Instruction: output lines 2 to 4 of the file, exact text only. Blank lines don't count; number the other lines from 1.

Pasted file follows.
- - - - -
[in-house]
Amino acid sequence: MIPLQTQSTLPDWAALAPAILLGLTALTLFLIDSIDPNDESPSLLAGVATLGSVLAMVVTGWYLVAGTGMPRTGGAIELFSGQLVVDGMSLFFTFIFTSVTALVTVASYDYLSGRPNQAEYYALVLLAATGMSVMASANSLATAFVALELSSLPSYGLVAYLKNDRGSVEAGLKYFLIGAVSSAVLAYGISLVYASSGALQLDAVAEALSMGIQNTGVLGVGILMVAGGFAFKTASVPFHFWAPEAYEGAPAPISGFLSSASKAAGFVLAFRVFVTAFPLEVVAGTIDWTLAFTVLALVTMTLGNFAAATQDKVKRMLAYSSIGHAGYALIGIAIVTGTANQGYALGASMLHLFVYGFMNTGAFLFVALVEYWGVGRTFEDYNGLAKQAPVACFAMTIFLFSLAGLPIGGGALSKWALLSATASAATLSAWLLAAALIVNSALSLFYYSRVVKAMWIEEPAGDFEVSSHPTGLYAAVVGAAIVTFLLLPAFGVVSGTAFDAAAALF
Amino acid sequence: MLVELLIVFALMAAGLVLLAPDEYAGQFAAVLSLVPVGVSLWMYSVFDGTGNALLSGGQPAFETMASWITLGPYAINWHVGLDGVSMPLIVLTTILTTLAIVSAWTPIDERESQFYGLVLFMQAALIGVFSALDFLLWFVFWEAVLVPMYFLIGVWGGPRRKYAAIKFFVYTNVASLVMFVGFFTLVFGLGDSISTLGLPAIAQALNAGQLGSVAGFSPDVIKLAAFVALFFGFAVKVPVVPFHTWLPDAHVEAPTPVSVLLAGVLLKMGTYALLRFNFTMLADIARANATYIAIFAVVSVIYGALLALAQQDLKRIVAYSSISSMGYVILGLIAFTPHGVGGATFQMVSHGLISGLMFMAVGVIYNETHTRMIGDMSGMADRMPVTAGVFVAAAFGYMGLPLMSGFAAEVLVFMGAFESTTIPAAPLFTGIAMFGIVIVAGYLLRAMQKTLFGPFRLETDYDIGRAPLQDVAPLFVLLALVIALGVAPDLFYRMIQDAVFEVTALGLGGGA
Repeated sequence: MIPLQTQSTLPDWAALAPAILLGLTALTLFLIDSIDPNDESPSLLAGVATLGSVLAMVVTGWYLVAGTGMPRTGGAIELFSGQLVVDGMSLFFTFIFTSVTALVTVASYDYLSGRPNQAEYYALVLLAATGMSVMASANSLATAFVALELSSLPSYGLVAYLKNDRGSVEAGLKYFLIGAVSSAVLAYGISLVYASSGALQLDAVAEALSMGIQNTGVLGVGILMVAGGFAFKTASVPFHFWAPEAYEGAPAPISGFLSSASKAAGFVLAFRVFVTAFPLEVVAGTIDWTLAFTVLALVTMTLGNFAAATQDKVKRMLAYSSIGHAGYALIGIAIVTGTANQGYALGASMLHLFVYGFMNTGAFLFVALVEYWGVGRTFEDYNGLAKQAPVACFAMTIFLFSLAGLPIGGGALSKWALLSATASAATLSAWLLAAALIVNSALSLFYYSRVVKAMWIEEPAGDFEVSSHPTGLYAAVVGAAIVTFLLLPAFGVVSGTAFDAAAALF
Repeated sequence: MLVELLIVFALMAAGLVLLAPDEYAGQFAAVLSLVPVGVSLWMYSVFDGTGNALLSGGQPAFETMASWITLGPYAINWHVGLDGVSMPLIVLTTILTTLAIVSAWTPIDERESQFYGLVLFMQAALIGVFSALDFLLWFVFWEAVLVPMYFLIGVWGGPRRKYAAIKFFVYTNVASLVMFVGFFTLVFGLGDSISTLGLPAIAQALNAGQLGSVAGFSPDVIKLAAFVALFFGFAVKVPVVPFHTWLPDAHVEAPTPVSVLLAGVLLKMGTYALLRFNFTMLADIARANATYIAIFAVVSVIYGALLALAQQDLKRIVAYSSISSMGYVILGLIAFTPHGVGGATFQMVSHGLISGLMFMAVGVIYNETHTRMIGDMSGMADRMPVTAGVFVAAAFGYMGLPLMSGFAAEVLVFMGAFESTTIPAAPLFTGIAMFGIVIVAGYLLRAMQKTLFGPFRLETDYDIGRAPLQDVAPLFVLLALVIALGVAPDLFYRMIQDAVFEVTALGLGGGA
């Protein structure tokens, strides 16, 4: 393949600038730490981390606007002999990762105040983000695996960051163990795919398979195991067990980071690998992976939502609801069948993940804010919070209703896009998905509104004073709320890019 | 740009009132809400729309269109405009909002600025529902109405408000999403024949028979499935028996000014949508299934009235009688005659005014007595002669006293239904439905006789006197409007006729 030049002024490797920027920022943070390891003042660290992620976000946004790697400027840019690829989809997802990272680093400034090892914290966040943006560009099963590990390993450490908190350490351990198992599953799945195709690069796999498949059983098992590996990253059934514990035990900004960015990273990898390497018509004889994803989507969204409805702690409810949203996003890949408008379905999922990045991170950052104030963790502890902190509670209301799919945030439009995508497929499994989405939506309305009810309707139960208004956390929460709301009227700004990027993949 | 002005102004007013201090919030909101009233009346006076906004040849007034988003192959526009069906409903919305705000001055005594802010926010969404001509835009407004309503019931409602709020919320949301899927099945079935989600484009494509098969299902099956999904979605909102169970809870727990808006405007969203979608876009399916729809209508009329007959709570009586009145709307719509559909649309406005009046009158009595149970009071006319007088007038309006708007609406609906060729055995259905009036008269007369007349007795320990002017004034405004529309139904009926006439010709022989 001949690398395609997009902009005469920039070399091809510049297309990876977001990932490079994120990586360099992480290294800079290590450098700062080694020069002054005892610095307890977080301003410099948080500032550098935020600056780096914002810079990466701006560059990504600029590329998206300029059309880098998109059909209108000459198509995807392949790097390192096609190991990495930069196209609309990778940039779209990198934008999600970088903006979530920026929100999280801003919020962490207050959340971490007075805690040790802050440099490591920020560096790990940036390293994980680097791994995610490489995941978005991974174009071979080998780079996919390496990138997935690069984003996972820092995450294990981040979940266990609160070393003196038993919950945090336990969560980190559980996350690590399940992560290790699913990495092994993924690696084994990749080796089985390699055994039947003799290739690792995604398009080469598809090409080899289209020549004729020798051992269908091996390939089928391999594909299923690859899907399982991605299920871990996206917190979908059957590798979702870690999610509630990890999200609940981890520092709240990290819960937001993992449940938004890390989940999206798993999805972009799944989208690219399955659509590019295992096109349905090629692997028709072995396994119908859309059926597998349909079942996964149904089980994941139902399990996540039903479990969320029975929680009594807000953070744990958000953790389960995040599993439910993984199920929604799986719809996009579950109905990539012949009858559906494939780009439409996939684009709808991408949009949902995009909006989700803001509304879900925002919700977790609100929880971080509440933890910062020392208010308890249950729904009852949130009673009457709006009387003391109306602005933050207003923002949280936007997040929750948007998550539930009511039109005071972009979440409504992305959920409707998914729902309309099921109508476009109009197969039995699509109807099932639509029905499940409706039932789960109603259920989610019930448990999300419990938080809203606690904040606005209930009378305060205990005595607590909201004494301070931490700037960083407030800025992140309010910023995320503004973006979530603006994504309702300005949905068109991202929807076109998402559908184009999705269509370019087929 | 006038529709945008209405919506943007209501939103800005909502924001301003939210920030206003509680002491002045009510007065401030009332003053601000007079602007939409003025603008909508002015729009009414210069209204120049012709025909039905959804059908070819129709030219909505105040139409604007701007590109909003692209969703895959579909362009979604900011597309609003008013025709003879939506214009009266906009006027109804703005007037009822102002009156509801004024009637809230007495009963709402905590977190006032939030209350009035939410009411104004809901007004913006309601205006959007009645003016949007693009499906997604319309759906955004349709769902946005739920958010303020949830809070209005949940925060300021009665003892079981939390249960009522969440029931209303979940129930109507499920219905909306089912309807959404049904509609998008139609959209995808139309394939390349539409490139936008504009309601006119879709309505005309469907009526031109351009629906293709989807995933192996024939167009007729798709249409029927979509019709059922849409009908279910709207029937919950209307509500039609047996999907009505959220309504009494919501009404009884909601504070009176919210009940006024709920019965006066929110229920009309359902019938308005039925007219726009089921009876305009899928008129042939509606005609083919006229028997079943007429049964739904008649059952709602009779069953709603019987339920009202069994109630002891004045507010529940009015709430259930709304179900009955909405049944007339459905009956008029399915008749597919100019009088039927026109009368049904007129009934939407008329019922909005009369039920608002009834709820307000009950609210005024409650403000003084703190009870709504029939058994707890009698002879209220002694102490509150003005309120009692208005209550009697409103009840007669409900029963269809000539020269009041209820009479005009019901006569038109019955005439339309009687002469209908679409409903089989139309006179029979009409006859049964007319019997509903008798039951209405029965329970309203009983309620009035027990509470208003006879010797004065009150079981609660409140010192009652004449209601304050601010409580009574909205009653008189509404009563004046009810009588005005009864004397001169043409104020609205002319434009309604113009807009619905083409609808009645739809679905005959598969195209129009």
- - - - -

Amino acid sequence: MIPLQTQSTLPDWAALAPAILLGLTALTLFLIDSIDPNDESPSLLAGVATLGSVLAMVVTGWYLVAGTGMPRTGGAIELFSGQLVVDGMSLFFTFIFTSVTALVTVASYDYLSGRPNQAEYYALVLLAATGMSVMASANSLATAFVALELSSLPSYGLVAYLKNDRGSVEAGLKYFLIGAVSSAVLAYGISLVYASSGALQLDAVAEALSMGIQNTGVLGVGILMVAGGFAFKTASVPFHFWAPEAYEGAPAPISGFLSSASKAAGFVLAFRVFVTAFPLEVVAGTIDWTLAFTVLALVTMTLGNFAAATQDKVKRMLAYSSIGHAGYALIGIAIVTGTANQGYALGASMLHLFVYGFMNTGAFLFVALVEYWGVGRTFEDYNGLAKQAPVACFAMTIFLFSLAGLPIGGGALSKWALLSATASAATLSAWLLAAALIVNSALSLFYYSRVVKAMWIEEPAGDFEVSSHPTGLYAAVVGAAIVTFLLLPAFGVVSGTAFDAAAALF
Amino acid sequence: MLVELLIVFALMAAGLVLLAPDEYAGQFAAVLSLVPVGVSLWMYSVFDGTGNALLSGGQPAFETMASWITLGPYAINWHVGLDGVSMPLIVLTTILTTLAIVSAWTPIDERESQFYGLVLFMQAALIGVFSALDFLLWFVFWEAVLVPMYFLIGVWGGPRRKYAAIKFFVYTNVASLVMFVGFFTLVFGLGDSISTLGLPAIAQALNAGQLGSVAGFSPDVIKLAAFVALFFGFAVKVPVVPFHTWLPDAHVEAPTPVSVLLAGVLLKMGTYALLRFNFTMLADIARANATYIAIFAVVSVIYGALLALAQQDLKRIVAYSSISSMGYVILGLIAFTPHGVGGATFQMVSHGLISGLMFMAVGVIYNETHTRMIGDMSGMADRMPVTAGVFVAAAFGYMGLPLMSGFAAEVLVFMGAFESTTIPAAPLFTGIAMFGIVIVAGYLLRAMQKTLFGPFRLETDYDIGRAPLQDVAPLFVLLALVIALGVAPDLFYRMIQDAVFEVTALGLGGGA
Repeated sequence: MIPLQTQSTLPDWAALAPAILLGLTALTLFLIDSIDPNDESPSLLAGVATLGSVLAMVVTGWYLVAGTGMPRTGGAIELFSGQLVVDGMSLFFTFIFTSVTALVTVASYDYLSGRPNQAEYYALVLLAATGMSVMASANSLATAFVALELSSLPSYGLVAYLKNDRGSVEAGLKYFLIGAVSSAVLAYGISLVYASSGALQLDAVAEALSMGIQNTGVLGVGILMVAGGFAFKTASVPFHFWAPEAYEGAPAPISGFLSSASKAAGFVLAFRVFVTAFPLEVVAGTIDWTLAFTVLALVTMTLGNFAAATQDKVKRMLAYSSIGHAGYALIGIAIVTGTANQGYALGASMLHLFVYGFMNTGAFLFVALVEYWGVGRTFEDYNGLAKQAPVACFAMTIFLFSLAGLPIGGGALSKWALLSATASAATLSAWLLAAALIVNSALSLFYYSRVVKAMWIEEPAGDFEVSSHPTGLYAAVVGAAIVTFLLLPAFGVVSGTAFDAAAALF